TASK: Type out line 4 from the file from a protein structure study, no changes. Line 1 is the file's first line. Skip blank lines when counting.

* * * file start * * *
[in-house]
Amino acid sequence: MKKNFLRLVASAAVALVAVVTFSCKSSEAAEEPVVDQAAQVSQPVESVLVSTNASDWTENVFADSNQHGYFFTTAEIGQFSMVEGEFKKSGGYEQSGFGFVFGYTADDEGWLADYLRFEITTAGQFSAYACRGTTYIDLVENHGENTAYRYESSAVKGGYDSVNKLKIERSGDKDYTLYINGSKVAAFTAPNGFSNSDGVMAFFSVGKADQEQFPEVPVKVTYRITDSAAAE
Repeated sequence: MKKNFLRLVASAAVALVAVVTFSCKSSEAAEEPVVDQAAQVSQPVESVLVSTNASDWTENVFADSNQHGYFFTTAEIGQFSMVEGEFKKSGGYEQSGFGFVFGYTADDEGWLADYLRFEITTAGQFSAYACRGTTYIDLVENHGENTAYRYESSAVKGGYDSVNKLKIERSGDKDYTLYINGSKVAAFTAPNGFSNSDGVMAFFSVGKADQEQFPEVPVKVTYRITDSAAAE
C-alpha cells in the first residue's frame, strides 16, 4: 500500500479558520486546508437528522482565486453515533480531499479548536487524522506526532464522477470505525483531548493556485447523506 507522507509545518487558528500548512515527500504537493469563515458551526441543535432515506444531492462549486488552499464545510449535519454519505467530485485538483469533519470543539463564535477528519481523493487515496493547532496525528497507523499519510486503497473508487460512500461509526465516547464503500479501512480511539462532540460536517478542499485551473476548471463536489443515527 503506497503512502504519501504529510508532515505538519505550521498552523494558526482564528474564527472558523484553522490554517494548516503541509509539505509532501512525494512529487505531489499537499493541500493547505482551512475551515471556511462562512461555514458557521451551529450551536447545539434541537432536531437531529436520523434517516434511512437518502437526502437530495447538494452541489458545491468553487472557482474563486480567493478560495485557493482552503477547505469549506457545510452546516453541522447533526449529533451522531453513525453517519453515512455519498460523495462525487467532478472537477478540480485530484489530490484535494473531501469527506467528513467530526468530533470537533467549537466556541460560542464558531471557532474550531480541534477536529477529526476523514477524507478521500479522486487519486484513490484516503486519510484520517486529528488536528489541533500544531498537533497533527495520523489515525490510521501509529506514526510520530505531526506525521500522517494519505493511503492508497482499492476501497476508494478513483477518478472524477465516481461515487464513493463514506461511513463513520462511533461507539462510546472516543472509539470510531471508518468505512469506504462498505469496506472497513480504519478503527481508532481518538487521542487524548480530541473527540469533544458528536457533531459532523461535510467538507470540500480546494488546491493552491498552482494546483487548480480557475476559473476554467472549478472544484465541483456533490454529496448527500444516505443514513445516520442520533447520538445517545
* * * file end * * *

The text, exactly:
C-alpha cells in the first residue's frame, strides 16, 4: 500500500479558520486546508437528522482565486453515533480531499479548536487524522506526532464522477470505525483531548493556485447523506 507522507509545518487558528500548512515527500504537493469563515458551526441543535432515506444531492462549486488552499464545510449535519454519505467530485485538483469533519470543539463564535477528519481523493487515496493547532496525528497507523499519510486503497473508487460512500461509526465516547464503500479501512480511539462532540460536517478542499485551473476548471463536489443515527 503506497503512502504519501504529510508532515505538519505550521498552523494558526482564528474564527472558523484553522490554517494548516503541509509539505509532501512525494512529487505531489499537499493541500493547505482551512475551515471556511462562512461555514458557521451551529450551536447545539434541537432536531437531529436520523434517516434511512437518502437526502437530495447538494452541489458545491468553487472557482474563486480567493478560495485557493482552503477547505469549506457545510452546516453541522447533526449529533451522531453513525453517519453515512455519498460523495462525487467532478472537477478540480485530484489530490484535494473531501469527506467528513467530526468530533470537533467549537466556541460560542464558531471557532474550531480541534477536529477529526476523514477524507478521500479522486487519486484513490484516503486519510484520517486529528488536528489541533500544531498537533497533527495520523489515525490510521501509529506514526510520530505531526506525521500522517494519505493511503492508497482499492476501497476508494478513483477518478472524477465516481461515487464513493463514506461511513463513520462511533461507539462510546472516543472509539470510531471508518468505512469506504462498505469496506472497513480504519478503527481508532481518538487521542487524548480530541473527540469533544458528536457533531459532523461535510467538507470540500480546494488546491493552491498552482494546483487548480480557475476559473476554467472549478472544484465541483456533490454529496448527500444516505443514513445516520442520533447520538445517545